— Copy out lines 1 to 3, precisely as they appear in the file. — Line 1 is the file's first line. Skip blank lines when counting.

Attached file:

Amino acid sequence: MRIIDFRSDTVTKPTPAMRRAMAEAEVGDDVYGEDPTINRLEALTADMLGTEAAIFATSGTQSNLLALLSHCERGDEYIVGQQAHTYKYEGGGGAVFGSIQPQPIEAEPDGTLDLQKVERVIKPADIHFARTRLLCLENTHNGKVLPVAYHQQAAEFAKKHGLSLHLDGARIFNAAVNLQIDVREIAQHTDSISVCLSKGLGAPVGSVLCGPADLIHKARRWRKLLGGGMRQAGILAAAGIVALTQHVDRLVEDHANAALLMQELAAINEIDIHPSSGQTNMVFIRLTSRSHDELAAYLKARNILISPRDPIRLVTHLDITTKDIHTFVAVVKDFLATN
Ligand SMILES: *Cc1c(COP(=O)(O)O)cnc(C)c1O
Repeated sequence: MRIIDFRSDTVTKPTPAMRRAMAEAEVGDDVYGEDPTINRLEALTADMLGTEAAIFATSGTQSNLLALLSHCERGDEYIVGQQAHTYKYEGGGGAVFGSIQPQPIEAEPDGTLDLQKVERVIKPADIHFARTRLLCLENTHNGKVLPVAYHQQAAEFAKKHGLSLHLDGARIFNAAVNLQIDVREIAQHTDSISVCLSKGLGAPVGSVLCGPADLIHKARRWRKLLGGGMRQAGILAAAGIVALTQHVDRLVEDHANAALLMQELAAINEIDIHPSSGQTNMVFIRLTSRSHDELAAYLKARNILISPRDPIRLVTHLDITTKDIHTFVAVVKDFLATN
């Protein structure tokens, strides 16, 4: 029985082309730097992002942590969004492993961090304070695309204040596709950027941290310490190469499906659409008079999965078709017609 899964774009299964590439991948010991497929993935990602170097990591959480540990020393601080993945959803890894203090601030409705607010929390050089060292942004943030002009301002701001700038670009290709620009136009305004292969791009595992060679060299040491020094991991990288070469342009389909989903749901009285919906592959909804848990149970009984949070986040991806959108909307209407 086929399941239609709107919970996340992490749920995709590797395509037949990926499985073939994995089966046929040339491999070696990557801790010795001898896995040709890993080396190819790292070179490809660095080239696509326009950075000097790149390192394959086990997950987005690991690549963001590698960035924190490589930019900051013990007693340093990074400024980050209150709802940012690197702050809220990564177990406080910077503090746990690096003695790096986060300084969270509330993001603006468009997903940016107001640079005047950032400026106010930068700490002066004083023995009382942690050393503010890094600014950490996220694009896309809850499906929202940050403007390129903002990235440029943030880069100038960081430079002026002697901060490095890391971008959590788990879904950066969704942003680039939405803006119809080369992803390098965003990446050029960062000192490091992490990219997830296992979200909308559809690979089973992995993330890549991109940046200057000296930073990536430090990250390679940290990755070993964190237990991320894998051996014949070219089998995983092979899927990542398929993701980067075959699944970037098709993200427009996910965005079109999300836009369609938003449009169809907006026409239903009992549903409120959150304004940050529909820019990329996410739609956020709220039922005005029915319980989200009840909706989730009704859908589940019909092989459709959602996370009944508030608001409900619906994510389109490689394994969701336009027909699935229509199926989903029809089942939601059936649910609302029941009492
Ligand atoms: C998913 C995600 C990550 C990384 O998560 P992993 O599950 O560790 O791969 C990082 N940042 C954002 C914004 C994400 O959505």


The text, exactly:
Amino acid sequence: MRIIDFRSDTVTKPTPAMRRAMAEAEVGDDVYGEDPTINRLEALTADMLGTEAAIFATSGTQSNLLALLSHCERGDEYIVGQQAHTYKYEGGGGAVFGSIQPQPIEAEPDGTLDLQKVERVIKPADIHFARTRLLCLENTHNGKVLPVAYHQQAAEFAKKHGLSLHLDGARIFNAAVNLQIDVREIAQHTDSISVCLSKGLGAPVGSVLCGPADLIHKARRWRKLLGGGMRQAGILAAAGIVALTQHVDRLVEDHANAALLMQELAAINEIDIHPSSGQTNMVFIRLTSRSHDELAAYLKARNILISPRDPIRLVTHLDITTKDIHTFVAVVKDFLATN
Ligand SMILES: *Cc1c(COP(=O)(O)O)cnc(C)c1O
Repeated sequence: MRIIDFRSDTVTKPTPAMRRAMAEAEVGDDVYGEDPTINRLEALTADMLGTEAAIFATSGTQSNLLALLSHCERGDEYIVGQQAHTYKYEGGGGAVFGSIQPQPIEAEPDGTLDLQKVERVIKPADIHFARTRLLCLENTHNGKVLPVAYHQQAAEFAKKHGLSLHLDGARIFNAAVNLQIDVREIAQHTDSISVCLSKGLGAPVGSVLCGPADLIHKARRWRKLLGGGMRQAGILAAAGIVALTQHVDRLVEDHANAALLMQELAAINEIDIHPSSGQTNMVFIRLTSRSHDELAAYLKARNILISPRDPIRLVTHLDITTKDIHTFVAVVKDFLATN